NEW YORK There is a major disconnect between the way most organizations collect customer feedback and then utilize it, according to a new CMO Council study.
Of the 500 marketing chiefs surveyed, only 16 percent regularly monitor online message boards for complaints and feedback. This despite the fact that 58 percent of them believe the Internet and social media have changed the level of influence and expectations of their customers.
Apparently they recognize their deficiencies. Only 33 percent of the respondents to the survey sponsored by Net Promoter and Satmetrix think their companies are very good at resolving complaints. Just 31 percent highly rate their organization’s commitment to customer listening.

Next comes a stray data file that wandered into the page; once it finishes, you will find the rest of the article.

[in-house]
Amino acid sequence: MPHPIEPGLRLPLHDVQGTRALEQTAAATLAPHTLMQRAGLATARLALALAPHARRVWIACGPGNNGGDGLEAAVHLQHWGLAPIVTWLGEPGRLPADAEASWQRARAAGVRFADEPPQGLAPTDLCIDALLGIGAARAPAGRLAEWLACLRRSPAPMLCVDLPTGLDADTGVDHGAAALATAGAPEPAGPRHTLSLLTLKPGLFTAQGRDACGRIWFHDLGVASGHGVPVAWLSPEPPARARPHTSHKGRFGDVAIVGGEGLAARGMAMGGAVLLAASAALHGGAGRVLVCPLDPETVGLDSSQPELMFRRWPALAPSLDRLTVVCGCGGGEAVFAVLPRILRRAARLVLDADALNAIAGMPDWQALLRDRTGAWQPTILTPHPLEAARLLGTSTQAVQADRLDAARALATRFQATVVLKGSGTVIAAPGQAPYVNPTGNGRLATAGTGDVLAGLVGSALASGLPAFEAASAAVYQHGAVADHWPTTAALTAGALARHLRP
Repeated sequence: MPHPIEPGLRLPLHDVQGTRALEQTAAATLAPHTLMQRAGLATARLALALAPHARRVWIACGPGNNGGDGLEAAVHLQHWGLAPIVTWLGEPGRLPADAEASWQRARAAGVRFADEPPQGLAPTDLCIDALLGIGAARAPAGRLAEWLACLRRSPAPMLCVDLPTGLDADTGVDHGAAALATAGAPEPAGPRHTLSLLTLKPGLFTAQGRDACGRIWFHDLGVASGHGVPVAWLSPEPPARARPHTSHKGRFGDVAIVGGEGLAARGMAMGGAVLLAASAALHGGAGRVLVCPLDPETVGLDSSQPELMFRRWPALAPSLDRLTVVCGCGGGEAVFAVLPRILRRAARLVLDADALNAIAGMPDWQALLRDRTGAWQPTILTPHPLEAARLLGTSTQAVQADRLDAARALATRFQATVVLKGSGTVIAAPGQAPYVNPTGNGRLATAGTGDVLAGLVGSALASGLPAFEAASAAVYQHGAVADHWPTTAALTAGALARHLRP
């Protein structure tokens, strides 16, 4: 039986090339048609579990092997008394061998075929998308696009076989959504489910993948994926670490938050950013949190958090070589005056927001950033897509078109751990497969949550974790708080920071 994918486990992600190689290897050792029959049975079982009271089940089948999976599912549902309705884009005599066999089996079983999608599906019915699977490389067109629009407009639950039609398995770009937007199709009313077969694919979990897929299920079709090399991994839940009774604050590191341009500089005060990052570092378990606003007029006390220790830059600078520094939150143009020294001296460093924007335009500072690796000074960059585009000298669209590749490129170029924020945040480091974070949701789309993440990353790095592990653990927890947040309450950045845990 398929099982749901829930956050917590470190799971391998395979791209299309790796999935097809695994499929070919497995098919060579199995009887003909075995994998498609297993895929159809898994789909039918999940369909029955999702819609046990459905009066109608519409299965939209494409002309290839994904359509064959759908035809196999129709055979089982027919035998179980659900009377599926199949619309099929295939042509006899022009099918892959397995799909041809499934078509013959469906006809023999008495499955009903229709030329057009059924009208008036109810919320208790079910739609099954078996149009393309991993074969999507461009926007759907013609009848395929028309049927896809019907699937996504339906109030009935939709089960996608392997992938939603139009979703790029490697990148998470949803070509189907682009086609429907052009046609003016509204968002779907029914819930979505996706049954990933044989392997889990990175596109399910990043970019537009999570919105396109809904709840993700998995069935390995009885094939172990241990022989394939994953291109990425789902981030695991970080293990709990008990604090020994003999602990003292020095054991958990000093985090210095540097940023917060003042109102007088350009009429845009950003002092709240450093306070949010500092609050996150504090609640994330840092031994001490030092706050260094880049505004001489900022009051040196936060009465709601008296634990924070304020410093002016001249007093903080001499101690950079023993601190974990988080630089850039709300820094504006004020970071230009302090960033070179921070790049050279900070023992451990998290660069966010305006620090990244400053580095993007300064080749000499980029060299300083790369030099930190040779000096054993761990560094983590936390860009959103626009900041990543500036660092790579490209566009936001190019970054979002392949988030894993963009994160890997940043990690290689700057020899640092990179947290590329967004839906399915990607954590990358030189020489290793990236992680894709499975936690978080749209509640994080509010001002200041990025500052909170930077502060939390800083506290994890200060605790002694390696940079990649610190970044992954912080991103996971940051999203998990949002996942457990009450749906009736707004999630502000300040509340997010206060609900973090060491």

Donovan Neale-May, the CMO Council’s executive director, said part of the problem is most CMOs don’t have the authority to influence customer-centric practices within their organizations. “You’ve got to own it. You have to impact customer experience, not just branding. It’s all the touch points: call services, service counter reps, warranties, returns. You can spend a lot of money creating demand, but if you have that customer disconnect, you’re wasting your marketing dollars,” he said.
Among the other findings: Some 60 percent said their companies don’t tie compensation to achieving customer satisfaction and loyalty. Just 23 percent said their companies track or measure customer feedback e-mails and only 37 percent said they gather insights from customer engagement situations.
Neale-May said marketers also still rely too heavily on surveys that tend to skew toward customers who are happy enough with the firm to respond. More than half (56 percent) said they have no programs tracking or propagating positive word of mouth among customers.